We had no idea that she was using those pens to escape. We had no idea that she was in the throes of “marijuana induced psychosis”. She told her friends about terrifying hallucinations she started to have. After her death, her friends told us “we thought she could see ghosts”. They had never heard that somewhere around 15% of adolescents using marijuana, especially the high THC marijuana found in these pens, would experience some sort of psychosis or serious mental health issue. Ghosts, that’s what they thought the problem was.
In April, now floundering, Mila started making bizarre decisions, completely foreign to her make-up. She would not go to university at all. She would go work. No, she would go out west and plant trees. No, she would go out east and work and kayak the Atlantic. We were dazed and confused. What was happening? We sat with her for hours and tried to untangle her thinking. We all cried together. We offered help. We offered everything we thought of. She was desperate and we could see it but there was no reaching her reason. Of course now in retrospect, we see, she could not reach her reason either. She was trapped in a hijacked mind.
She went to see the drug counsellor again. She told him that sirens and ambulances were following her everywhere she went. She told him that there were voices, “like background voices, in a train station.” Again, he spoke to her about moderation. When we met with him and his supervisor, weeks after Mila’s death, my husband, an ER physician, asked what type of medical intake they do with these kids to identify medical emergencies. “None” they said. “We use the first four or five visits to build up a relationship.” “You have to understand,” they told us, “Mila was an anomaly. We don’t see honour roll kids come to us on their own. We see troubled kids being dragged in by teachers and parents. We don’t have ties to the school nurse and we are not here to identify medical needs. Our framework is one of relationship building and usage mitigation.”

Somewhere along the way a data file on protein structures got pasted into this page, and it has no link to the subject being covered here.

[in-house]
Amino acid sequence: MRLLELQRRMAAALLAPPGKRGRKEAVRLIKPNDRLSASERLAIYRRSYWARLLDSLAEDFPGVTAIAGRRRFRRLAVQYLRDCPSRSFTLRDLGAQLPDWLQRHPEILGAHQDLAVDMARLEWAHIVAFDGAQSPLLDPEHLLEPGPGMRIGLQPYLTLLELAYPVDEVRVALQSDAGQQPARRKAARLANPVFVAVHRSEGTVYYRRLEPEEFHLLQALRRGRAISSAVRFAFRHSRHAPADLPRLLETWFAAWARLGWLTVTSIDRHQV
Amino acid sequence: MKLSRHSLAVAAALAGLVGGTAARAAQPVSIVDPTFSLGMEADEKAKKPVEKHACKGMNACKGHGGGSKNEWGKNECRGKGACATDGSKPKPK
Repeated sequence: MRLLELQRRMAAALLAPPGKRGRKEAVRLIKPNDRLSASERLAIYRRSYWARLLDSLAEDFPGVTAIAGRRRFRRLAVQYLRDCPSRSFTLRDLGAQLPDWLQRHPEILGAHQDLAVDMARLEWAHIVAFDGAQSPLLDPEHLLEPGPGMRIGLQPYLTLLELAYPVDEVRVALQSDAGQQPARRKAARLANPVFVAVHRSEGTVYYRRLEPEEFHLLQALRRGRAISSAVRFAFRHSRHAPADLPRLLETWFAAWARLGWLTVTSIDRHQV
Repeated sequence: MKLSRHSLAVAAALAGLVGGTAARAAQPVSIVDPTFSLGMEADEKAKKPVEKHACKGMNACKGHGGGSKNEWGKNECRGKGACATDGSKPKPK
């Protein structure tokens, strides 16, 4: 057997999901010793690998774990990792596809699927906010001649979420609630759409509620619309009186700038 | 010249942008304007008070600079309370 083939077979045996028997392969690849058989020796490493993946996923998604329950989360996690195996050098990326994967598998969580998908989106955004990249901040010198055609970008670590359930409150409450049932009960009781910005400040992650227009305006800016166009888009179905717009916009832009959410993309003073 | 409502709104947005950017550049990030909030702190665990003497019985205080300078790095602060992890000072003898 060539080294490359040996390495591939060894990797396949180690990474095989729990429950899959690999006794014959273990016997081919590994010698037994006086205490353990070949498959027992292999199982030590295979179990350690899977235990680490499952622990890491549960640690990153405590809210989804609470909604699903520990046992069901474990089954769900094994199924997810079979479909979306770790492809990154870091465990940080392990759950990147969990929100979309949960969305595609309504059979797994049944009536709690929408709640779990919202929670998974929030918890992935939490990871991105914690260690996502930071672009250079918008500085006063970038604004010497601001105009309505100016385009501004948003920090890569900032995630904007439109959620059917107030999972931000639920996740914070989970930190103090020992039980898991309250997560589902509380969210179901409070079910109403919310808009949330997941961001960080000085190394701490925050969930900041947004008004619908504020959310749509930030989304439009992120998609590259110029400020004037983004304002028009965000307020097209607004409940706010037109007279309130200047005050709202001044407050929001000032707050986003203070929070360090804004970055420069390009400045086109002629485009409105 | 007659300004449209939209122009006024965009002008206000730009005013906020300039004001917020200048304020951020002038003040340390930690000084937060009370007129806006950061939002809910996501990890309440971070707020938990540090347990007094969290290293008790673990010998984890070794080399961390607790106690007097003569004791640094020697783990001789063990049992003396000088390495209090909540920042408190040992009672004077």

Mila did not need a friend to tell her to mitigate. She needed immediate medical attention.
School was off again. She was taking one calculus class online. She went to work and did her job, charming the world with her thousand kilowatt smile while she crumbled inside. The world loved her.
And all around her, the lockdowns persisted while the authorities insisted: “The new normal. The new normal. The new normal.” The old world was gone, the new world had arrived. She could have navigated it, would have persevered as she always did, but her brain was no longer her domain. Her good reason and sound judgment were circumvented by a biochemical shit storm that she mistook as her own “fucked up mind”.
On the evening of May 10th, 2021, I had a dream that an angel stood before me. Her outstretched arms were empty and her water soaked wings dripped a puddle around her feet. Her head was bowed. “I failed.” That was her message.
We were awoken by the police knocking on our door. Our Mila, strong and true, had died of suicide.
Mila was far more than what is portrayed here. If you are interested in reading more from Tara about her daughter, and their lives, I highly recommend both of these newsletters: